The IRAS survey showed that far

The IRAS survey showed that far - The IRAS survey showed...

Info iconThis preview shows pages 1–2. Sign up to view the full content.

View Full Document Right Arrow Icon
The IRAS survey showed that far-IR emission is ubiquitous among spiral and irregular galaxies, even some for which optical data suggested a very modest dust content. Some fraction of this emission is powered by young stars, making far-IR emission a very tempting indicator of star formation if we can understand it properly. For thermal emission, dust grains are heated by absorption of starlight, which operates most effectively in the blue and UV as the wavelength comes closer to the characteristic grain size. The grains cool by (approximately) black-body emission, modified by a wavelength-dependent emissivity cause largely by the fact that the grains are smaller than the blackbody peak wavelength and thus cannot radiate such wavelengths as efficiently as a perfect radiator. The peak emission typically correspond to a blackbody temperature 20-40 K; a significant range must be present to account for the far-IR spectral shapes. The recent advent of ISO 200-micron and ground-based submm measurements allows (and dictates) the inclusion of components slightly above 10 K, which are important out to 800 microns. In fact, this cold dust is dominant by mass over the much brighter dust seen out to 100 microns. The components are sometimes attributed to different regimes of heating: environments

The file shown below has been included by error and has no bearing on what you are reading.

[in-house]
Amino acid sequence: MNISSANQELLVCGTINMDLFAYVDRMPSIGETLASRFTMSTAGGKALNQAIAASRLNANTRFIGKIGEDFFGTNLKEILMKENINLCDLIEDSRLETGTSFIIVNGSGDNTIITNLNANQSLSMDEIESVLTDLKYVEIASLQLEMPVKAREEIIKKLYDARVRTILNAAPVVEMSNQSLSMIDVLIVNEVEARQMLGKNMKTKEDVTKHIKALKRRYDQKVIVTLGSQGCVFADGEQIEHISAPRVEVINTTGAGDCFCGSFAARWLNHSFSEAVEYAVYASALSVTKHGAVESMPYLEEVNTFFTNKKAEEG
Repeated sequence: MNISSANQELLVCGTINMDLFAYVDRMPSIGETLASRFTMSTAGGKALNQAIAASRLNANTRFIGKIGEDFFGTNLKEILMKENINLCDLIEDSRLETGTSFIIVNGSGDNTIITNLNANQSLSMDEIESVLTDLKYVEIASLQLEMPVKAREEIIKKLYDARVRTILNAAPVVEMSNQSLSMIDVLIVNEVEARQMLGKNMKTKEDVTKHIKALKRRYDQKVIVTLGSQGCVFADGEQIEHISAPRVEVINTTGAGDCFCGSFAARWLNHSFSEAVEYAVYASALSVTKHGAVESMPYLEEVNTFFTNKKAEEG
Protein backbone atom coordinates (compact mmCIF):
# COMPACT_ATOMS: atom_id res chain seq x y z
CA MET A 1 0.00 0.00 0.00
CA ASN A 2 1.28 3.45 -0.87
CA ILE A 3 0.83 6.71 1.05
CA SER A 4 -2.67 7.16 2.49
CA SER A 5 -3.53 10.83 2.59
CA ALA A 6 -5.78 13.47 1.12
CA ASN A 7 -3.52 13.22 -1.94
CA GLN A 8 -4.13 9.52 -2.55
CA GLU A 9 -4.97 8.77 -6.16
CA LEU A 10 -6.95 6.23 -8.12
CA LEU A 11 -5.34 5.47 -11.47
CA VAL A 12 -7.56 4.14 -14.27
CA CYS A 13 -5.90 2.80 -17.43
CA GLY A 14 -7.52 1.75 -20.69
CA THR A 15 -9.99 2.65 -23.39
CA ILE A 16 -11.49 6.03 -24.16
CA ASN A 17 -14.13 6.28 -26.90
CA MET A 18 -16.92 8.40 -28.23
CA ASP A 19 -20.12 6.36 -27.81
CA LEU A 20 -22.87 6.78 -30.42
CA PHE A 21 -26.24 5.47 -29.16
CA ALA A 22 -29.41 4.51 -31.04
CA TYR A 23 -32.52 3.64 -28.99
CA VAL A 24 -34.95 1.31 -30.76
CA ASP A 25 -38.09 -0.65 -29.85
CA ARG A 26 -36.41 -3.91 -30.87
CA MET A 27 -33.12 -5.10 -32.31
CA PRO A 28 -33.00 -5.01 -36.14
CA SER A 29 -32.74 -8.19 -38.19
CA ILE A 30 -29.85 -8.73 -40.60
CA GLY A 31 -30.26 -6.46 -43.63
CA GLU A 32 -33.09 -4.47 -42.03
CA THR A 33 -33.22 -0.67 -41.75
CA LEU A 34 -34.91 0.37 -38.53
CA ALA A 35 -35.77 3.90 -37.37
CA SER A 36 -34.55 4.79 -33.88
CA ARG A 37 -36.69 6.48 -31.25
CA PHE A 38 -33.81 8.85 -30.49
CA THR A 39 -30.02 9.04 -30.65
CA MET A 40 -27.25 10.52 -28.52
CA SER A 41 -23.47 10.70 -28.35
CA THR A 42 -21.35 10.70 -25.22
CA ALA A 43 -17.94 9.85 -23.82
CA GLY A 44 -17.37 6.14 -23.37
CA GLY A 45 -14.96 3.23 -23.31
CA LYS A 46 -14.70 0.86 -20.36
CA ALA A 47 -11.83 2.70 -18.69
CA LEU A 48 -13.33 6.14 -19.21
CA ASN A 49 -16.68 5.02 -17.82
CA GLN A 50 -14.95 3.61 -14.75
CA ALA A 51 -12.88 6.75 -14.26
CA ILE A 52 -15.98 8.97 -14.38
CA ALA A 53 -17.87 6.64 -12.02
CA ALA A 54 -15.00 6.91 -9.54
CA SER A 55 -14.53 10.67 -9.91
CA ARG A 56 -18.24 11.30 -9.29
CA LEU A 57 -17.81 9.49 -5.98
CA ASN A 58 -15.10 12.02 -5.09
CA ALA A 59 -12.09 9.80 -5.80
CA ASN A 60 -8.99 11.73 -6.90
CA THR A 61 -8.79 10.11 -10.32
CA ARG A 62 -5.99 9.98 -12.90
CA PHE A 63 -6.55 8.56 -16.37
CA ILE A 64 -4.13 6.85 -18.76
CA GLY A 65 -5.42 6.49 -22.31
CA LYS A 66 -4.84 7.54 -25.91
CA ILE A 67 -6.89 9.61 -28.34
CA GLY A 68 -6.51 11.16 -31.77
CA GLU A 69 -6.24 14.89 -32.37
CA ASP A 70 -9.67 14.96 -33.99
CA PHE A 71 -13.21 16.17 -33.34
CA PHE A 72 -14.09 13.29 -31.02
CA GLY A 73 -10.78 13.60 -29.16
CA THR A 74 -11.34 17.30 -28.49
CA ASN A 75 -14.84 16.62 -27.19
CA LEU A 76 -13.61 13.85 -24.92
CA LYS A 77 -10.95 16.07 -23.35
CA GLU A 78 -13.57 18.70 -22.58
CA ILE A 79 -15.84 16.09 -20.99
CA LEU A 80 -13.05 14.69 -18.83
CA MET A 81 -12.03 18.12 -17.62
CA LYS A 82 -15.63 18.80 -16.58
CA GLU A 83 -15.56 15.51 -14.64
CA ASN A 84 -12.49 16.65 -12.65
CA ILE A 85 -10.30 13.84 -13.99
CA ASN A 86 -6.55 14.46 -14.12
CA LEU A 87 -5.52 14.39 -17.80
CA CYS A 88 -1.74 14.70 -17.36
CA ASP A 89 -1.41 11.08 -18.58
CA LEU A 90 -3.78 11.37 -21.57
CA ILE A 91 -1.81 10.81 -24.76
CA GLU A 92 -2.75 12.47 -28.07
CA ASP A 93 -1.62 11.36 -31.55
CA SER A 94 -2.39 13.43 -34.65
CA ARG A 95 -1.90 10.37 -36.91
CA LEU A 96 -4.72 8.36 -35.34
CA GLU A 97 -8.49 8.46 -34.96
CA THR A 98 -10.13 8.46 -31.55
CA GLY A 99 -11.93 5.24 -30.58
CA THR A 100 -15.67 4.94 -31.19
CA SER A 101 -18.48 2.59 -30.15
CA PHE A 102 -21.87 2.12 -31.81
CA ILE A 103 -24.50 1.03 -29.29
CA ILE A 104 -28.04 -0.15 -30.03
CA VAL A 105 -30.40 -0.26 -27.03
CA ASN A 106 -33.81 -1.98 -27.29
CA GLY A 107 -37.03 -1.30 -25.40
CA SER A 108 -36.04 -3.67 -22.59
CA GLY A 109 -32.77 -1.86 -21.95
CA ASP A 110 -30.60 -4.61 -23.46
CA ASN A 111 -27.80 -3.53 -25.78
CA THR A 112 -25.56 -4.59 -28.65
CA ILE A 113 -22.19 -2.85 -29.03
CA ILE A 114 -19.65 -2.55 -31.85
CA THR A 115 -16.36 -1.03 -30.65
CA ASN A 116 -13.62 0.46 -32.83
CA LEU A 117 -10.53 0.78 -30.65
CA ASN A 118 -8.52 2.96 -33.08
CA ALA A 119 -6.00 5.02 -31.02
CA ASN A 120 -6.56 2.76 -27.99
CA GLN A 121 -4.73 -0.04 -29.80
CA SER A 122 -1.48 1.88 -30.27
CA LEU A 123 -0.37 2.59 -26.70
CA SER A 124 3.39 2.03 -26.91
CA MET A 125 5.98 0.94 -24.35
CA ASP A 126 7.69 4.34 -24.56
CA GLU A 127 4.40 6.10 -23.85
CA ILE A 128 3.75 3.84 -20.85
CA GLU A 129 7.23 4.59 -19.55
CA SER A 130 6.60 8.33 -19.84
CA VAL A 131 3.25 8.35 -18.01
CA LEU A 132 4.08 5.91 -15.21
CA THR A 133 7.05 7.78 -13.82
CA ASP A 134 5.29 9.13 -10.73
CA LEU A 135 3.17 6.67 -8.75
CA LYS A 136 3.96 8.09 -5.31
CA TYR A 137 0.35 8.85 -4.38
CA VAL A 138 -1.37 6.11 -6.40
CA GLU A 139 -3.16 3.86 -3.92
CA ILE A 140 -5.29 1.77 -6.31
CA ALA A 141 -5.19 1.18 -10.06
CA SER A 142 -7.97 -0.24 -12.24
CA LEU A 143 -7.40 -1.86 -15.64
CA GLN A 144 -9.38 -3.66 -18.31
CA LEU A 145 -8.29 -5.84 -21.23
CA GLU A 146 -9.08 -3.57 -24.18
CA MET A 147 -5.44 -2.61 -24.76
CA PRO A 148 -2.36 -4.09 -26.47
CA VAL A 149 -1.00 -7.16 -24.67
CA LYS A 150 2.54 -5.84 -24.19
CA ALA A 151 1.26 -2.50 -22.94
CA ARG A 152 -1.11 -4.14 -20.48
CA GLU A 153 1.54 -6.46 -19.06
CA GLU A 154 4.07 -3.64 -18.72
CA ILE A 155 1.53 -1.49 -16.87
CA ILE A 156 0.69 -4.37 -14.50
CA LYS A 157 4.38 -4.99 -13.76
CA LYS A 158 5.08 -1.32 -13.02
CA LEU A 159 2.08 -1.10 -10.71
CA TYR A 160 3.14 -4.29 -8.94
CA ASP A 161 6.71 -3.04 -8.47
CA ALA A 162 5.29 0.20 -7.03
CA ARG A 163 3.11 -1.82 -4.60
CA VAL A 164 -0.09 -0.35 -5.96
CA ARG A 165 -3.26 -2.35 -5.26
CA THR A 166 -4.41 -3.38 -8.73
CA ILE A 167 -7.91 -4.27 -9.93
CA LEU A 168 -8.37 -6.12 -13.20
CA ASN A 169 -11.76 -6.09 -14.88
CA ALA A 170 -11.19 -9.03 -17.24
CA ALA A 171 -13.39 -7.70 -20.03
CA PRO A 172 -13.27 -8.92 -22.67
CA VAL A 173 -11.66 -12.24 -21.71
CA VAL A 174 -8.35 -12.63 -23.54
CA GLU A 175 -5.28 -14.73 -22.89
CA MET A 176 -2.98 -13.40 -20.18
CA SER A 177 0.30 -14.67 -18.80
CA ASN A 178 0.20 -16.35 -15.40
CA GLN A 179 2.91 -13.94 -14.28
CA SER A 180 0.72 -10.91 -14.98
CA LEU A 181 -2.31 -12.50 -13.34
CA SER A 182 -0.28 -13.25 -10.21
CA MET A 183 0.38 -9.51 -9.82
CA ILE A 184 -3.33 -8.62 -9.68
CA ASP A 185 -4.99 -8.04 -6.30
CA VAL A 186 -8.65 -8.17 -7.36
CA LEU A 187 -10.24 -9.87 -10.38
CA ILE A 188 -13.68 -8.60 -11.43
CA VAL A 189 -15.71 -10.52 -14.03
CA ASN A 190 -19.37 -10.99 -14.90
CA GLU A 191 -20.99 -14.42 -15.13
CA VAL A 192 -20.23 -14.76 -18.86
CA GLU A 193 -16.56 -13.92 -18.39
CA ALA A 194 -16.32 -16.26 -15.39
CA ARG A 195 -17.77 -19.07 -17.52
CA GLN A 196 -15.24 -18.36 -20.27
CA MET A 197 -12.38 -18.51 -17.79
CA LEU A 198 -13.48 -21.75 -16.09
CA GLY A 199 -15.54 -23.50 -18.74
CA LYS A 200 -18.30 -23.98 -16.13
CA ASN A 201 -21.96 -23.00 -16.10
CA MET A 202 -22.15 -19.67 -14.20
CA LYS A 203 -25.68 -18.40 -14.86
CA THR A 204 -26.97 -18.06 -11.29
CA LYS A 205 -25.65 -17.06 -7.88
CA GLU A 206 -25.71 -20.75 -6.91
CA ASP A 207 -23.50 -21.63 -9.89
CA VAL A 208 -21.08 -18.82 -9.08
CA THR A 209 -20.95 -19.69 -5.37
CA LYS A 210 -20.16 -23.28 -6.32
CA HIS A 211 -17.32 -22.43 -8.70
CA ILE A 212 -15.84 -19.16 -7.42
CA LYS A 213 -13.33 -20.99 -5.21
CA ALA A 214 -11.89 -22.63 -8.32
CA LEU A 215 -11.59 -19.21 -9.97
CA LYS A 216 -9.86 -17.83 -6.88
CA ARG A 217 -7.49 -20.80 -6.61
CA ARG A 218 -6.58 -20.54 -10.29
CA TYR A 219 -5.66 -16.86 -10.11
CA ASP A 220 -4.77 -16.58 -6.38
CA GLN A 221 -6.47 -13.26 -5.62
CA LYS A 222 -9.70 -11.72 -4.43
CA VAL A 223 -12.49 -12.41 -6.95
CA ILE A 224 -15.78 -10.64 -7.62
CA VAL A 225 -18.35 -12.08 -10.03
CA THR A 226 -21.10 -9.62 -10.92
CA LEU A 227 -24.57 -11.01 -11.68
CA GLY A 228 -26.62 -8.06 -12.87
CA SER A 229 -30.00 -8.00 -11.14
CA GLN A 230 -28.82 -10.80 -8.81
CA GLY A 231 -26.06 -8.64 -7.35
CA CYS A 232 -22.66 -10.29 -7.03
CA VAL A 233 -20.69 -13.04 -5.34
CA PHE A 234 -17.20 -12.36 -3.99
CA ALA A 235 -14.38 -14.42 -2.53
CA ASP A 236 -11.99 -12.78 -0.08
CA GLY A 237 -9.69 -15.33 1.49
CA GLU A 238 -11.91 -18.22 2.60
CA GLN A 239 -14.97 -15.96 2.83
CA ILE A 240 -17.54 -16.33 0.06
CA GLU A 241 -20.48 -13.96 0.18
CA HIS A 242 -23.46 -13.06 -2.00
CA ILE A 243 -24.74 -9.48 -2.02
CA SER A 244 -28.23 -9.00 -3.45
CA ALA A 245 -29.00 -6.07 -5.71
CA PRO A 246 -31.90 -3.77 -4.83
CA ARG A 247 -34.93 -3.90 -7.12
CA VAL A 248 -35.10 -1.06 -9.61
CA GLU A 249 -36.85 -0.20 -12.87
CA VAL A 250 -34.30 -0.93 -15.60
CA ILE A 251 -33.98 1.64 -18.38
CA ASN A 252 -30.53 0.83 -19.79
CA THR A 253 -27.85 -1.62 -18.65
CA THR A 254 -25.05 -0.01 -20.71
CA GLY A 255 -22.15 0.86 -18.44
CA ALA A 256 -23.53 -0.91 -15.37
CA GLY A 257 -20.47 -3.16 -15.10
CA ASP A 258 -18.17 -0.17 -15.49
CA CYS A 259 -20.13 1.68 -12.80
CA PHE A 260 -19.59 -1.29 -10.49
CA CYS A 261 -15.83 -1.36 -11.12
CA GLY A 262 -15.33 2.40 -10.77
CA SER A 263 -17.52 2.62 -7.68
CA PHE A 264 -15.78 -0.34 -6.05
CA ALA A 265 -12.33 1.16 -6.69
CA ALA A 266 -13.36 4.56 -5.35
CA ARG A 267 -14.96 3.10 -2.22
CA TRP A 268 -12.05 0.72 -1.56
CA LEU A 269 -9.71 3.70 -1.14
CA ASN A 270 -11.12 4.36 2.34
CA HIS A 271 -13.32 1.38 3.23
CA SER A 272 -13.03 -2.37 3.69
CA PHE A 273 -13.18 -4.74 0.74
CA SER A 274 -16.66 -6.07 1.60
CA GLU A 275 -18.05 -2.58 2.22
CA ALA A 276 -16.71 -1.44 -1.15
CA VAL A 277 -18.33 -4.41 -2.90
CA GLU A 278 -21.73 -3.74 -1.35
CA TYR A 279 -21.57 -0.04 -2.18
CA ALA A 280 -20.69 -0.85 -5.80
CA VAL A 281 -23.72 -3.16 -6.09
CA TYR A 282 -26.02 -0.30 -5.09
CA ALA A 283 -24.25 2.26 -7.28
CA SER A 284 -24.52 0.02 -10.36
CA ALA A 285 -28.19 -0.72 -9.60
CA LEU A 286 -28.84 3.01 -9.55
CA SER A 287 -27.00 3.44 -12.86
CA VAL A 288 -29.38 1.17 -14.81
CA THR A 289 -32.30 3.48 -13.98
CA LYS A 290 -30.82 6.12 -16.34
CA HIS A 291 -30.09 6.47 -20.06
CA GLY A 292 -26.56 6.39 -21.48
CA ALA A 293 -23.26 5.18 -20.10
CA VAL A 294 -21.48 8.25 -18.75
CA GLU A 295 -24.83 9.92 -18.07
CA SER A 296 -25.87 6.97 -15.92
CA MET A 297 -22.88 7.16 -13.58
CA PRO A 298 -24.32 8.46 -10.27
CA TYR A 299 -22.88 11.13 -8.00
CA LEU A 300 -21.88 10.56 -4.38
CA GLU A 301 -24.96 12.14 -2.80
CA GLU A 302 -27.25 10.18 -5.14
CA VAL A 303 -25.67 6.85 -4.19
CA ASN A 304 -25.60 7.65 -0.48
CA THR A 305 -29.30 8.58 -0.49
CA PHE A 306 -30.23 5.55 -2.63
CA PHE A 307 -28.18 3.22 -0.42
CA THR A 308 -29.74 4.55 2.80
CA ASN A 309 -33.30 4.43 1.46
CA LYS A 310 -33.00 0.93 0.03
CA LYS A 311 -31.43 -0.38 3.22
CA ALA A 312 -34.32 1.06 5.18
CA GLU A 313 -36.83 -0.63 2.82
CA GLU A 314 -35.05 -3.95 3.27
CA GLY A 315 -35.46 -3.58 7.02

Background image of page 1

Info iconThis preview has intentionally blurred sections. Sign up to view the full version.

View Full DocumentRight Arrow Icon
Image of page 2
This is the end of the preview. Sign up to access the rest of the document.

This note was uploaded on 11/10/2011 for the course AST AST1002 taught by Professor Emilyhoward during the Fall '10 term at Broward College.

Page1 / 3

The IRAS survey showed that far - The IRAS survey showed...

This preview shows document pages 1 - 2. Sign up to view the full document.

View Full Document Right Arrow Icon
Ask a homework question - tutors are online